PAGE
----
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In order to overcome subtle forms of discrimination, women entering male-dominated scientific fields must learn to compete the way men do, a Medical School scientist told a women's group last night in Emerson Hall.
Addressing an audience of 25 in a speech sponsored by the Women in Science organization, Med School biochemist Linda Brink said that sexism is a fact of life in medical, scientific, and hi-tech careers.
Brink urged aspiring women scientists to break into the "old boy network" by finding someone to serve as their mentor and by getting involved in the social activities of their co-workers.
"You can't do untraditional things and expect the traditional career people to promote you," said Brink, who is also on the staff of the Graduate School of Education.
Brink warned that starting a family early could interfere with women's careers.
Citing the low percentage of women at the Medical School, Brink said that women are on a sharply unequal footing.
"In 1977, we the medical students never saw female professors, because at the time, out of a faculty of 300 full professors, only seven were women," she said.
Today, only about 20 percent of Harvard medical students are women, and their numbers have been declining in recent years, she said.
Brink attributed the dominance of men in scientific fields to deep-seated social factors. Although studies have shown that males and females have equal aptitudes in math and science at the elementary school level, females tend to shy away from sciences and related studies because they are given less encouragement in those directions.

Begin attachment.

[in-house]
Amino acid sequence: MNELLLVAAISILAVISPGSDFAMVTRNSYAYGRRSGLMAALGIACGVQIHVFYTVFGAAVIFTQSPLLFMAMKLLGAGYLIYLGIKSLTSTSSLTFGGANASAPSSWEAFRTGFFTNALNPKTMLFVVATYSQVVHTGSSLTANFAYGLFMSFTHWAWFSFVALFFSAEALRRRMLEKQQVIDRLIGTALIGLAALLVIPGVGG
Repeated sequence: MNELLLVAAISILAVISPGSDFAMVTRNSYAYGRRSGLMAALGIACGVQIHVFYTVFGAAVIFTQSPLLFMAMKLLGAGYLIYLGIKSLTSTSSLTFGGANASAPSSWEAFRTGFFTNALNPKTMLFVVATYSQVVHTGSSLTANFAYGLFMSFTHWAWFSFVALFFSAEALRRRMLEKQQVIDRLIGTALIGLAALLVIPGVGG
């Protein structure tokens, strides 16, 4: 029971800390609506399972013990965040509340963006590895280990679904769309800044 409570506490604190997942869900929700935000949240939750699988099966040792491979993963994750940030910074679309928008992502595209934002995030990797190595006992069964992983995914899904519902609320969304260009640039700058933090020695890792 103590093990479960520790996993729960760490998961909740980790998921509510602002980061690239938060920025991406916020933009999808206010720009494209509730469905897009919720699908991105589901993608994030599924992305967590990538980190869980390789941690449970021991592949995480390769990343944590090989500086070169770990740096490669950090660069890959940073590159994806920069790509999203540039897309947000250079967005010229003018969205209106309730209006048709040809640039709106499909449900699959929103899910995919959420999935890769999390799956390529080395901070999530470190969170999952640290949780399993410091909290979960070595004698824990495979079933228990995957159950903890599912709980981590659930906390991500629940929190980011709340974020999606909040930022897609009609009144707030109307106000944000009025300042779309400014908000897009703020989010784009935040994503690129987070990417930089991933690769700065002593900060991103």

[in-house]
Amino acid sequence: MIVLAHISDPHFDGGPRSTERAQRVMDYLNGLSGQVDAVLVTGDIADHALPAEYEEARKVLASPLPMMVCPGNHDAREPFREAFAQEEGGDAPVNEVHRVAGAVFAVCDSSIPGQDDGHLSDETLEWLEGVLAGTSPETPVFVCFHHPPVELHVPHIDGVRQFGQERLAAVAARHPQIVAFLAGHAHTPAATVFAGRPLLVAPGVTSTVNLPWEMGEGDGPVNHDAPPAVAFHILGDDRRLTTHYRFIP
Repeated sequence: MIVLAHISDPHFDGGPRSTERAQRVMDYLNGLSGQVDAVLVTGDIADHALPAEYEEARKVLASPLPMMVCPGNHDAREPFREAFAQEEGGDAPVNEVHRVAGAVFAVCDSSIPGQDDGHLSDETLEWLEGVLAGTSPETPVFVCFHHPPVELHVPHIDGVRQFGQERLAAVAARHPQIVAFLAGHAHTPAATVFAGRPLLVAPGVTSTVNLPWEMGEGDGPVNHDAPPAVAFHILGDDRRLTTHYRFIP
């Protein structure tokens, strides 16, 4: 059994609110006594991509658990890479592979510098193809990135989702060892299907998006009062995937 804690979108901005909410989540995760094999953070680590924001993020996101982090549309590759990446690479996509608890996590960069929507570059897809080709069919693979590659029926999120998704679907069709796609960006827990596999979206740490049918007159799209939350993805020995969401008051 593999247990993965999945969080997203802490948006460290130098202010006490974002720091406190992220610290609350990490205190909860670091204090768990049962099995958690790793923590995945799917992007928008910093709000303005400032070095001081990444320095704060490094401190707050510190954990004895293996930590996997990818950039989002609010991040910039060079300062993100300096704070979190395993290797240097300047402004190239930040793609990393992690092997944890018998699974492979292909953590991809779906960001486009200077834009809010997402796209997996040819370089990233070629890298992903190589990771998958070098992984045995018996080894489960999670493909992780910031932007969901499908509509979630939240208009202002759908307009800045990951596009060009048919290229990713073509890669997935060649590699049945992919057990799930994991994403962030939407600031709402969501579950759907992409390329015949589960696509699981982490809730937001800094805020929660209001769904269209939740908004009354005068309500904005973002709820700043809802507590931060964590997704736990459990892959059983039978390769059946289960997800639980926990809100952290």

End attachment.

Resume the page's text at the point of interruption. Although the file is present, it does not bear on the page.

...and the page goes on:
Often, teachers have lower expectations for girls in the area of science. Parents are generally more willing to send boys to computer camp than girls--only 8 percent of the children at computer camps are female--and professors are frequently reluctant to act as mentors to young women, Brink said.
At the graduate level, men tend to exclude their female counterparts from social meetings, and women act with less self-confidence, she said.
Despite the obstacles in their path, Brink said, women should not be deterred from careers in science. "Science and the joy of science always, always overcome the difficulties. I don't want women to be alarmed at the existence of sexism in the scientific community. I just want them to be aware."
At least one student in the audience challenged Brink's premise, however. She said that her experience in the Mathematics Department contradicted the picture of sexism, adding that graduate students and instructors had always given her support.
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